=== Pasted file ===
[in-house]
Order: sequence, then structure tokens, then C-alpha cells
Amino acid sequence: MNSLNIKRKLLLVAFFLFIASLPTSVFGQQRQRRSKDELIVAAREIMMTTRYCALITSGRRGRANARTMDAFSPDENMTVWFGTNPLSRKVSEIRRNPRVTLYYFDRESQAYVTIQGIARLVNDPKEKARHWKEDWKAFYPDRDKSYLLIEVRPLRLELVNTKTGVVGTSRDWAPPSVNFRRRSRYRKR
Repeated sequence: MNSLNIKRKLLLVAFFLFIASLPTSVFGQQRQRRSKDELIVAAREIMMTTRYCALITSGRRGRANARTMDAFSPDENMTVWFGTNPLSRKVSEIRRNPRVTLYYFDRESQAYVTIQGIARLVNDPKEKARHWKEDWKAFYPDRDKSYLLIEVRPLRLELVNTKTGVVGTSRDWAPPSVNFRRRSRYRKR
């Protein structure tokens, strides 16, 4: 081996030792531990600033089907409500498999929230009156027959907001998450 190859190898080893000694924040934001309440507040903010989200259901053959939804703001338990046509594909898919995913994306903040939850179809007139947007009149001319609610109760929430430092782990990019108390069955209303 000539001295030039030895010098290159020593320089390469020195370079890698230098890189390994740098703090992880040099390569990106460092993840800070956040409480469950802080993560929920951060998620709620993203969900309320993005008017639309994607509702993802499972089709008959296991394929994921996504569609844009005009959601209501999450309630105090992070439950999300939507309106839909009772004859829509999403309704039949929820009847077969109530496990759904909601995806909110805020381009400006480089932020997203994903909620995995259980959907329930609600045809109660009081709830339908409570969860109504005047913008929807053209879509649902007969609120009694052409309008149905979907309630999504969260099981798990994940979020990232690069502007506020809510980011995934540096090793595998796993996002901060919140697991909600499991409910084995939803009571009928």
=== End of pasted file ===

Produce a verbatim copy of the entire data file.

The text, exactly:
[in-house]
Order: sequence, then structure tokens, then C-alpha cells
Amino acid sequence: MNSLNIKRKLLLVAFFLFIASLPTSVFGQQRQRRSKDELIVAAREIMMTTRYCALITSGRRGRANARTMDAFSPDENMTVWFGTNPLSRKVSEIRRNPRVTLYYFDRESQAYVTIQGIARLVNDPKEKARHWKEDWKAFYPDRDKSYLLIEVRPLRLELVNTKTGVVGTSRDWAPPSVNFRRRSRYRKR
Repeated sequence: MNSLNIKRKLLLVAFFLFIASLPTSVFGQQRQRRSKDELIVAAREIMMTTRYCALITSGRRGRANARTMDAFSPDENMTVWFGTNPLSRKVSEIRRNPRVTLYYFDRESQAYVTIQGIARLVNDPKEKARHWKEDWKAFYPDRDKSYLLIEVRPLRLELVNTKTGVVGTSRDWAPPSVNFRRRSRYRKR
């Protein structure tokens, strides 16, 4: 081996030792531990600033089907409500498999929230009156027959907001998450 190859190898080893000694924040934001309440507040903010989200259901053959939804703001338990046509594909898919995913994306903040939850179809007139947007009149001319609610109760929430430092782990990019108390069955209303 000539001295030039030895010098290159020593320089390469020195370079890698230098890189390994740098703090992880040099390569990106460092993840800070956040409480469950802080993560929920951060998620709620993203969900309320993005008017639309994607509702993802499972089709008959296991394929994921996504569609844009005009959601209501999450309630105090992070439950999300939507309106839909009772004859829509999403309704039949929820009847077969109530496990759904909601995806909110805020381009400006480089932020997203994903909620995995259980959907329930609600045809109660009081709830339908409570969860109504005047913008929807053209879509649902007969609120009694052409309008149905979907309630999504969260099981798990994940979020990232690069502007506020809510980011995934540096090793595998796993996002901060919140697991909600499991409910084995939803009571009928």